Learn more about and apply for this Senior Web Designer/Art Director, Publishers Clearing House job or view all the current mediabistro.com design/art/photo jobs.
Look no further for your Thanksgiving dinner soundtrack, design fans, because Karim Rashid has cut an album. The globe-trotting bundle of hot-pink charisma has added electro-pop music composer to his resume with “Change the World,” released this week on iTunes. The EP, which includes three songs in eight mixtastic variations, features the vocal stylings of Rashid transmogrified through Auto-Tune and set against pulsating dance beats.
The lead track, “Nutopia,” a musing on love and design (“I fell in love one too many times / I designed one too many things”), sounds like a brooding robot’s cover of Tom Tom Club, which is to say we’ve had it playing on a loop since Tuesday. Many of the lyrics—heavy on dreams for a fluid, biomorphic world—recall Rashid’s 2001 manifesto, “I Want to Change the World,” while “Love Kolor” is a more playful pop arrangement about his chromatic obsession (rage on beige!) in a gray, gray world. Think pink!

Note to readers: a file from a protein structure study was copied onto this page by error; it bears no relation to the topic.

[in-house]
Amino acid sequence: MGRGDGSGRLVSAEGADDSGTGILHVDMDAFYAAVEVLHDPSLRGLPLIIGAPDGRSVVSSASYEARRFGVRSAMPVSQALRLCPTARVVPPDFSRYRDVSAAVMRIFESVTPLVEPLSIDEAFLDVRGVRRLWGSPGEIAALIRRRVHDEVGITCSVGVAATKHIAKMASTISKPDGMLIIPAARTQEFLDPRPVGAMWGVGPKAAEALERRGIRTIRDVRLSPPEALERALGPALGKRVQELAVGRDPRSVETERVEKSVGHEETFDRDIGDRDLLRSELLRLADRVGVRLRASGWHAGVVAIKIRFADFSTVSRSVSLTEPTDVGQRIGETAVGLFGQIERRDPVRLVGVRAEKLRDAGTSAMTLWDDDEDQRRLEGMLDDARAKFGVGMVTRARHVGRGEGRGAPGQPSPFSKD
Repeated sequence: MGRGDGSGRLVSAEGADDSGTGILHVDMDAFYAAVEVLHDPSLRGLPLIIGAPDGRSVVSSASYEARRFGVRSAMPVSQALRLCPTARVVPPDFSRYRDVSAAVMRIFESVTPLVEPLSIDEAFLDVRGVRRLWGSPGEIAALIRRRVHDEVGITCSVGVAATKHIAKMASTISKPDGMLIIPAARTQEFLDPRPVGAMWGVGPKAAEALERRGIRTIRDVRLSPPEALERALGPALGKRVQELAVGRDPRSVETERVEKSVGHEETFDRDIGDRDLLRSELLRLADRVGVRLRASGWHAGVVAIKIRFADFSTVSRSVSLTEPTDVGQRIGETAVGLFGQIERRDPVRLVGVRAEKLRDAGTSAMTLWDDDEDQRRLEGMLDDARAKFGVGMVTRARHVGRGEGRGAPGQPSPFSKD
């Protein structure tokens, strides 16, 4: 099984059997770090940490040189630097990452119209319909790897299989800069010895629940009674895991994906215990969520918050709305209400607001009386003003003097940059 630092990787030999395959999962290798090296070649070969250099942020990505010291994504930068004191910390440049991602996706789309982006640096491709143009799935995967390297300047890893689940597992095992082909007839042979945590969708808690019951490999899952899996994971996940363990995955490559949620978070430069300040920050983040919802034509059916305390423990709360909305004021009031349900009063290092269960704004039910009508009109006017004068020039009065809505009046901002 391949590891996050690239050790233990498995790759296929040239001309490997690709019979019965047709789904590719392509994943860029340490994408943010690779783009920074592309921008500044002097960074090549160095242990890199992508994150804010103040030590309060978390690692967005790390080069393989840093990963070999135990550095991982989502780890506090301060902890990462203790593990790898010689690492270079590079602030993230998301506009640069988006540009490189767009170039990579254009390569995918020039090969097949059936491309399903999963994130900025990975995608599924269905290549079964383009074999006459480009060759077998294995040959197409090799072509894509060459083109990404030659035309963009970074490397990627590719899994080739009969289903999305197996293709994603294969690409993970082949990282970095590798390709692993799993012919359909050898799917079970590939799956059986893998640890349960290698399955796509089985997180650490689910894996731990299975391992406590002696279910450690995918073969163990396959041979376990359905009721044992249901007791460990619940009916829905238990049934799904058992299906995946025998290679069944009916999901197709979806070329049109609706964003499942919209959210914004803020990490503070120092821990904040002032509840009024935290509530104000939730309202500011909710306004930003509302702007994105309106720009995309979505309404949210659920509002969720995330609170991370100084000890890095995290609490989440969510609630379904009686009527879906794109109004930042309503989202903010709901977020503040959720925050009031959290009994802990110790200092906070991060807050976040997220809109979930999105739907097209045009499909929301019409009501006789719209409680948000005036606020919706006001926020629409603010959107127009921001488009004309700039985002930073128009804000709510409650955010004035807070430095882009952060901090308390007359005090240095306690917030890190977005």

If we’ve heard it once, we’ve heard it a thousand times: “I could tell you this Big Design News, but then I’d have to kill you.” Now you can give us the scoop and skip the messy murder plot, thanks to our “Anonymous Tips” box, which the Mediabistro tech wizards have placed at the top right of this page. Your mission, should you choose to accept it: Type in your news—design happenings, gossip, movements of the Revolving Door, a designer’s hidden talent, or any newsy, design-y morsel—and click “send.” We’ll get the news, you’ll retain your air of mystery.